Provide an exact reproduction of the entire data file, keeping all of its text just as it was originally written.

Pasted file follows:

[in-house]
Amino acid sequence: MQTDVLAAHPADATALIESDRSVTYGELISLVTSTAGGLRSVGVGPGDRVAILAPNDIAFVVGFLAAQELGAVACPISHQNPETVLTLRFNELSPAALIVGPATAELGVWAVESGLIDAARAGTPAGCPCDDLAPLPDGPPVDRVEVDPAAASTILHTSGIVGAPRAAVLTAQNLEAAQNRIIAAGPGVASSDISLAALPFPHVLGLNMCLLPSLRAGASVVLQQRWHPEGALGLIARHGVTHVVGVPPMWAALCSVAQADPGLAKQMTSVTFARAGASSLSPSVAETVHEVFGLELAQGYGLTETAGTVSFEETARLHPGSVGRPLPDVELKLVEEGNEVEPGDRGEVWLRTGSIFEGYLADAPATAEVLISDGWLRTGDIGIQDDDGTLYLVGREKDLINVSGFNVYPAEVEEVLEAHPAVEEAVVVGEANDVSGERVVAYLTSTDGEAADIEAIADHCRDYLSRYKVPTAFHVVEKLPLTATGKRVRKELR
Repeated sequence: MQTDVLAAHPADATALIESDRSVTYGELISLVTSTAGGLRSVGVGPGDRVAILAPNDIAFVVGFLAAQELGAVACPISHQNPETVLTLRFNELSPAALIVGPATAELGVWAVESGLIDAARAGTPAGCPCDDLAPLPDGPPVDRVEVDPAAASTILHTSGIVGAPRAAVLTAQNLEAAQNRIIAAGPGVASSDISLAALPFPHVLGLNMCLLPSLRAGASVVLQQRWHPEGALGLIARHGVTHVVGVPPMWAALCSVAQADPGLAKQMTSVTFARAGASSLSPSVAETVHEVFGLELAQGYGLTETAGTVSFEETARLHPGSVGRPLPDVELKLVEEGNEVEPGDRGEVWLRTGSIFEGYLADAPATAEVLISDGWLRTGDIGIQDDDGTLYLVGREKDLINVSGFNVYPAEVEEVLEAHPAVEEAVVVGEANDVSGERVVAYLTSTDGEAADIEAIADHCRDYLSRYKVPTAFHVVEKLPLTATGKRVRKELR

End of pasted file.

[in-house]
Amino acid sequence: MQTDVLAAHPADATALIESDRSVTYGELISLVTSTAGGLRSVGVGPGDRVAILAPNDIAFVVGFLAAQELGAVACPISHQNPETVLTLRFNELSPAALIVGPATAELGVWAVESGLIDAARAGTPAGCPCDDLAPLPDGPPVDRVEVDPAAASTILHTSGIVGAPRAAVLTAQNLEAAQNRIIAAGPGVASSDISLAALPFPHVLGLNMCLLPSLRAGASVVLQQRWHPEGALGLIARHGVTHVVGVPPMWAALCSVAQADPGLAKQMTSVTFARAGASSLSPSVAETVHEVFGLELAQGYGLTETAGTVSFEETARLHPGSVGRPLPDVELKLVEEGNEVEPGDRGEVWLRTGSIFEGYLADAPATAEVLISDGWLRTGDIGIQDDDGTLYLVGREKDLINVSGFNVYPAEVEEVLEAHPAVEEAVVVGEANDVSGERVVAYLTSTDGEAADIEAIADHCRDYLSRYKVPTAFHVVEKLPLTATGKRVRKELR
Repeated sequence: MQTDVLAAHPADATALIESDRSVTYGELISLVTSTAGGLRSVGVGPGDRVAILAPNDIAFVVGFLAAQELGAVACPISHQNPETVLTLRFNELSPAALIVGPATAELGVWAVESGLIDAARAGTPAGCPCDDLAPLPDGPPVDRVEVDPAAASTILHTSGIVGAPRAAVLTAQNLEAAQNRIIAAGPGVASSDISLAALPFPHVLGLNMCLLPSLRAGASVVLQQRWHPEGALGLIARHGVTHVVGVPPMWAALCSVAQADPGLAKQMTSVTFARAGASSLSPSVAETVHEVFGLELAQGYGLTETAGTVSFEETARLHPGSVGRPLPDVELKLVEEGNEVEPGDRGEVWLRTGSIFEGYLADAPATAEVLISDGWLRTGDIGIQDDDGTLYLVGREKDLINVSGFNVYPAEVEEVLEAHPAVEEAVVVGEANDVSGERVVAYLTSTDGEAADIEAIADHCRDYLSRYKVPTAFHVVEKLPLTATGKRVRKELR